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Blind people can be as effective as sighted people, yet they still experience social exclusion – both in job interviews and the workplace itself. Whether you work with someone who is blind or are thinking of hiring someone with a visual impairment, consider these tips for workplace inclusion.

Identify Everyone in the Room.

Before a meeting begins, ask each person to identify herself, so that a blind employee will know who is in attendance and approximately where each person is sitting. If someone enters or leaves the room mid-meeting, acknowledge this with a brief mention so that everyone understands who is still present.

Make Communication Easier.

There are simple things you can do to make information more accessible at work for blind coworkers. In addition to bringing hard copies to a meeting, send electronic materials ahead of time to ensure your blind colleague can read the material. Use a Word document format unless you have the ability to tag a PDF, adding descriptive text that is understandable by screen readers. If you are presenting, verbally describe any charts, tables, images or props aloud so everyone can follow along.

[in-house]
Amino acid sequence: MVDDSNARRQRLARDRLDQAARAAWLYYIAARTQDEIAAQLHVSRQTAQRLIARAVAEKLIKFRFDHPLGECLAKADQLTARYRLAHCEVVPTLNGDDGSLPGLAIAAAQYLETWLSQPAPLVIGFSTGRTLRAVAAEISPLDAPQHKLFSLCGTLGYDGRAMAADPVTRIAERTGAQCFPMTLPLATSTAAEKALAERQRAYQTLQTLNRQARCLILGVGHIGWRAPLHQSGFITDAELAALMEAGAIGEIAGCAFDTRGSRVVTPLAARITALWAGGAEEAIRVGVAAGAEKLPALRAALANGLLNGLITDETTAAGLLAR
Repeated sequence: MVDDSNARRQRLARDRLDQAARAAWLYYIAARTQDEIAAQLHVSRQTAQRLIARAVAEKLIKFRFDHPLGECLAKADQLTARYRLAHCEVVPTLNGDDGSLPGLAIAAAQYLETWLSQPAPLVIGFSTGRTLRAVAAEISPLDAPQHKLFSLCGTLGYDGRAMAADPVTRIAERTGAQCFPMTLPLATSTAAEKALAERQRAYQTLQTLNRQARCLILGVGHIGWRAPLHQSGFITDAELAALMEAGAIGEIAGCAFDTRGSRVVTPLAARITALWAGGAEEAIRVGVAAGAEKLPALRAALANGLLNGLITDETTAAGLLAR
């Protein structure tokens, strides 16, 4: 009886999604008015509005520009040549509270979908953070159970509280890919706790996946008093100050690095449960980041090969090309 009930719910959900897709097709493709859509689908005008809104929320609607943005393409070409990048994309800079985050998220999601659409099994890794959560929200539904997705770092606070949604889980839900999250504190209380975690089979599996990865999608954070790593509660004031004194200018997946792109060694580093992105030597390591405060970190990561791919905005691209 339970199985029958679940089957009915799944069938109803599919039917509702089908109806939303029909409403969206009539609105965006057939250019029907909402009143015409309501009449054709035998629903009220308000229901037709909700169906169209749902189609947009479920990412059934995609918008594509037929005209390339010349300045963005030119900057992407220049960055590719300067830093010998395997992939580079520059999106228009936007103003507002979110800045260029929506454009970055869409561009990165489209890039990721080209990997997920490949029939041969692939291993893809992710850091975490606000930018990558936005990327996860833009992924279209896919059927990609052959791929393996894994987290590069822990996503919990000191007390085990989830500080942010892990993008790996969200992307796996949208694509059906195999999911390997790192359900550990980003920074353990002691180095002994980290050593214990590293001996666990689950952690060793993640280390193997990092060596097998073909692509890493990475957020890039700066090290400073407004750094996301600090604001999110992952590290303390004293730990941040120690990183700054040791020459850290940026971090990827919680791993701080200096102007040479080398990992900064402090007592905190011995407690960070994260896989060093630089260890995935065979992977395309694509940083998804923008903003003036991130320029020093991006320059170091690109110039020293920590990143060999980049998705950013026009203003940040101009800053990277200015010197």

Ask About Accessible Technology.

Many people who are blind need only a few simple accommodations to adapt their workspace. They usually bring their own devices to work. Ask your blind coworkers what they need to get the job done.

Speak Up.

If you overhear colleagues making disparaging comments about a blind coworker or marginalizing them in any way, don’t ignore it. Speak up and let them know their behavior is not acceptable. If it continues, tell your manager. Remember to invite all staffers to fun social gatherings. If you post flyers for social events, remember to share them verbally.

Inform Others.

Make your employees aware of the Americans with Disabilities Act and include a statement about being an equal opportunity employer on your internal communications and external job postings.

Train Your Team.

Give your hiring managers and recruiters the tools they need to attract, interview and onboard qualified candidates with disabilities. This free online course will empower your employees to create a culture of inclusion that attracts new customers, clients, and candidates.

Take More Action

BlindNewWorld is sponsored by Perkins School for the Blind, where Helen Keller challenged and dramatically changed society’s perceptions of individuals with disabilities. Founded in 1829, Perkins is the leading global enterprise dedicated to advancing the lives of the young blind population through education, accessibility and innovation.

“Alone we can do so little; together we can do so much” - Helen Keller

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